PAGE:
Premature birth is the birth of a baby before the standard period of pregnancy is completed. It is usually considered when the baby is born sooner than 37 weeks after the beginning of the last menstrual period. The shorter the term of pregnancy, the greater the risks of complications. Infants born prematurely have an increased risk of death in the first year of life, with most of that occurring in the first month of life. While a premature may appear to be a smaller-sized version of a full-term baby, their bodies do not function as a full- term baby because they are immature and are still developing.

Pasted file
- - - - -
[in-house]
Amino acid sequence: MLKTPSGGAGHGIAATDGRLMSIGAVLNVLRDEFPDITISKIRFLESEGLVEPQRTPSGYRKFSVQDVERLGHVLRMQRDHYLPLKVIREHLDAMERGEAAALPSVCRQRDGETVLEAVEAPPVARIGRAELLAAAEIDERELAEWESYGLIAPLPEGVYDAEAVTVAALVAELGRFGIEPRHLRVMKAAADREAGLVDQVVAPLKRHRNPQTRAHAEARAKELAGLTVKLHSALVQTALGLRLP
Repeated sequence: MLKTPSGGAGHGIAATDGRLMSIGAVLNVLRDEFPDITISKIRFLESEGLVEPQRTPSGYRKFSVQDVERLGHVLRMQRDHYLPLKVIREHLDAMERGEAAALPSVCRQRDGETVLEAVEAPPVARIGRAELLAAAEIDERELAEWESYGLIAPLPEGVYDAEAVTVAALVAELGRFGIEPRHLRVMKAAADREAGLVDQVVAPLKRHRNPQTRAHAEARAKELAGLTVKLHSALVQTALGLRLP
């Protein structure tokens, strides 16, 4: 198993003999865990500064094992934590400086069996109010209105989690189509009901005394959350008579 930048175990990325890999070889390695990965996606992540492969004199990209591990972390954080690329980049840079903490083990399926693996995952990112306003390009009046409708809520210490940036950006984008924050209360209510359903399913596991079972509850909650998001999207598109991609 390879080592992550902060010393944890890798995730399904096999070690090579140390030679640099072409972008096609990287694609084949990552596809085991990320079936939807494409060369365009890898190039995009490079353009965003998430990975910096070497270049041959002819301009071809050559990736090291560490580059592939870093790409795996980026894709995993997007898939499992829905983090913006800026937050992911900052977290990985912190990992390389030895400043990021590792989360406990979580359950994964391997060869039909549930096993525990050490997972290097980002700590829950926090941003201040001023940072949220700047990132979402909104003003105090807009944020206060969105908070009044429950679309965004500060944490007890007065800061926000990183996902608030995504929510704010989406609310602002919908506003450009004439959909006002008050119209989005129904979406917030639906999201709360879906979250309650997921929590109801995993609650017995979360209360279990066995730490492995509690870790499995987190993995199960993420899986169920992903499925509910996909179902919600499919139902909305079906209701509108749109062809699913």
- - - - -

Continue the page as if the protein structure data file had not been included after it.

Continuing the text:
11% of all births are premature. This is one in ten women! More than 50% of twins and 90% of triplets are born premature.
23 weeks - 15% chance of viability outside of womb if born prematurely
24 weeks - 56% of babies survive premature birth
25 weeks - 79% of babies survive premature birth
Source: M. Allen et. al., "The Limits of Viability." New England Journal of Medicine. 11/25/93: Vol. 329, No. 22, p. 1597
Extremely low birth-weight infants have "a remarkably favourable outcome. Of sixteen infants weighing 800 gms (1lb, 12 ounces) or less at birth only one turned out to have a handicap that would "interfere with his vocational choice and independence."
Dr. F. Bennett, Family Practice News, 1st June 1982